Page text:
By Daniel Tseghay
On December 16th, the Rising Up Against Unjust Recruitment coalition launched their campaign to highlight the mistreatment of migrant workers at the hands of third-party recruiters and a BC government that fails to enact policies to protect them.
Members of the coalition point out that charging people money to find a job in BC is in violation of the province’s Employment Standards Act, and yet that’s exactly what migrant workers in the temporary foreign worker program face. Because of barriers to information, many migrant workers aren’t aware that charging fees is illegal. They’re often charged thousands of dollars, ranging between $5,000 to $12,000, forcing workers to borrow from friends and family, and sometimes from moneylenders who charge high interest rates. These workers remain in debt for years upon reaching Canada. It’s creating a system of debt bondage, according to one member of the coalition, Alexandra Rodgers, in an interview with Rankandfile.ca. “It’s part of the racialization of migrant labour and the ongoing forms of colonialism that shape Canada.”
The initial recruitment fee is often the first step towards a greater crisis for workers. “When we finally came to Canada, we faced abuse at our jobs,” the coalition reports one migrant worker as saying on their website. “We lost our jobs, so we became jobless. When we lost our jobs, we did not have money and we also lost the place to live, so we became homeless.” The coalition is calling on the BC government to prevent this practice from continuing.
The background for this practice is a deeply entrenched system where migrant workers who are still in their home countries must secure a job and an employment contract with a Canadian employer before receiving a work permit. Connecting them with these jobs in BC are the recruiters. Often these recruiters are unlicensed and unregulated. It’s common practice for recruiters to misrepresent the job conditions workers agreed to – in part to charge higher fees – and sometimes they even provide no job at all, to the surprise of workers who arrive in BC after traveling great distances.
And because migrant workers are tied to a single employer, the fact that they’re brought to BC on the assumption that their working conditions would be better is especially troubling. They’re simply stuck in terrible conditions and have few legal routes to change it. The fact that their work permits and immigration status depend on whether Canadian employers request their labour, they’re afraid to try to access options to challenge their mistreatment. “[W]e are mute because the temporary foreign worker programs are taking our voices away,” says one migrant worker the coalition quotes on their website. “We accept insult, discrimination and everything without saying a word. If we do, the next year we won’t be back to work in Canada.”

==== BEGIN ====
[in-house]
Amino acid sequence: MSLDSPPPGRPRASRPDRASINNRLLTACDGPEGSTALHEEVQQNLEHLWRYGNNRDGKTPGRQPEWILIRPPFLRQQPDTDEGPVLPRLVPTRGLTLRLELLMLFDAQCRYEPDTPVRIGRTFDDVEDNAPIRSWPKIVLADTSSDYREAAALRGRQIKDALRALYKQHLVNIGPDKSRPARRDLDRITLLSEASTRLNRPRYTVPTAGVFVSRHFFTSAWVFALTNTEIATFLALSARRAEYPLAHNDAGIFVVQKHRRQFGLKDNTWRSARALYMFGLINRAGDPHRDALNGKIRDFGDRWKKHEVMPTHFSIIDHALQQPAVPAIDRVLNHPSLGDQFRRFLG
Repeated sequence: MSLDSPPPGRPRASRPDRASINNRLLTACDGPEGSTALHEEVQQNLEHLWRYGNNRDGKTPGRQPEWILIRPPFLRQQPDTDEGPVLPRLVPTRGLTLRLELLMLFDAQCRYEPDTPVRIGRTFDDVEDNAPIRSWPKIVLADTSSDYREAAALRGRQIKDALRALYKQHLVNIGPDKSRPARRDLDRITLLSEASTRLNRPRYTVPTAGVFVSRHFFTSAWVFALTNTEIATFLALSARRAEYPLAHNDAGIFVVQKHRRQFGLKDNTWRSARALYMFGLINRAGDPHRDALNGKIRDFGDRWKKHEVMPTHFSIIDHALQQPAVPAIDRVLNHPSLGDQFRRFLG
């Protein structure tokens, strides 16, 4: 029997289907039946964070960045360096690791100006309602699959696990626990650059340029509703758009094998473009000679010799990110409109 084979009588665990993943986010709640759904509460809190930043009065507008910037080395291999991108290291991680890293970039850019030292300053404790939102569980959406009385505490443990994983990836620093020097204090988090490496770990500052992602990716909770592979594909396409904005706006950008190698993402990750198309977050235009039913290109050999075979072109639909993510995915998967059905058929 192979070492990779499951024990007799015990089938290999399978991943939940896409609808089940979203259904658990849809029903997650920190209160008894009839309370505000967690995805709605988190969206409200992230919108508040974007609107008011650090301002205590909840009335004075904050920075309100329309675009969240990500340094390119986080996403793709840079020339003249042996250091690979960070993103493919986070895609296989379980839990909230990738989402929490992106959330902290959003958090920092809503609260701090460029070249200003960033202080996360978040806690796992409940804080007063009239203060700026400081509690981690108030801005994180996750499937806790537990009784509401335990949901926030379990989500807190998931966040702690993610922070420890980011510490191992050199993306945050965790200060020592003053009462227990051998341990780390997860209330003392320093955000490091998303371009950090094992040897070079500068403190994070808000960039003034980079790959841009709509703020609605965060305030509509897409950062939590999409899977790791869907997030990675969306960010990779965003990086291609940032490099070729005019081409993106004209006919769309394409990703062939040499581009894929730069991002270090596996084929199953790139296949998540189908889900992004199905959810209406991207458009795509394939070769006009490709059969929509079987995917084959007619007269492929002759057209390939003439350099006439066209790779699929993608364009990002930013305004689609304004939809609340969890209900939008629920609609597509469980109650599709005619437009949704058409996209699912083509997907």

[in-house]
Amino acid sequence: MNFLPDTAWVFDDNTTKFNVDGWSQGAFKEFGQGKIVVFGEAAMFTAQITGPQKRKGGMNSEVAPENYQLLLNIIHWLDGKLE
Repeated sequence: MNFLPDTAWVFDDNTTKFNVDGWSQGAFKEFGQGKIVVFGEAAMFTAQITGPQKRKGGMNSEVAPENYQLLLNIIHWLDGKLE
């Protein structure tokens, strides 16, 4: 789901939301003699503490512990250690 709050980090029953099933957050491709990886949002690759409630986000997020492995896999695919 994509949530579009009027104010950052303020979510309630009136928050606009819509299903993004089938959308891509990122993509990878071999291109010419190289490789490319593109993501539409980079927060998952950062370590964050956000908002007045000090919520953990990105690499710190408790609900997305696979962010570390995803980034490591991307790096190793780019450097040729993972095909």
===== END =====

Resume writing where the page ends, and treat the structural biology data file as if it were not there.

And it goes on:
“It’s a really terrible relationship they go into because there’s such a power imbalance,” Rodgers says. “Recruiters have all of this power in that they hold all of the information and access to jobs here in Canada.”
On top of this, the provinces complaint-driven model makes it incredibly uninviting for vulnerable migrant workers to access. Also, there’s a six-month limit on making complaints against BC-based recruiters so that, even if workers do want to make a complaint, it might be too late by the time they do.
There are, however, other provinces who are doing things better than BC. The coalition notes that Saskatchewan, Nova Scotia, New Brunswick, Ontario, Manitoba, and Alberta have legislation to better protect migrant workers, including enhanced regulation of employment agents who recruit migrant workers as well as facilitating proactive enforcement.
The coalition calls for an end to recruitment fees, saying that they recruitment agencies should be licensed in the province and provide financial security when they license with the Employment Standards Branch, allowing migrant workers to recover their fees. Also employers should be liable for repayment of fees.
The coalition also advocates for proactive enforcement as opposed to a complaint-driven model which depends on migrant workers to come forward. Among other specific recommendations, the coalition suggests allowing investigations of workplaces and issues penalties for recruiters that charge recruitment fees.
“In our campaign we’re emphasizing that even though this happens in international jurisdictions it’s still very much a Canadian issue,” says Rodgers, “because these recruiters are bringing them here and the recruiters are based out of here.”
If you want to help with the campaign, sign the petition and, if you are part of an organization, endorse the letter the coalition is sending to Shirley Bond, Minister of Jobs, Tourism, and Skills Training and Minister Responsible for Labour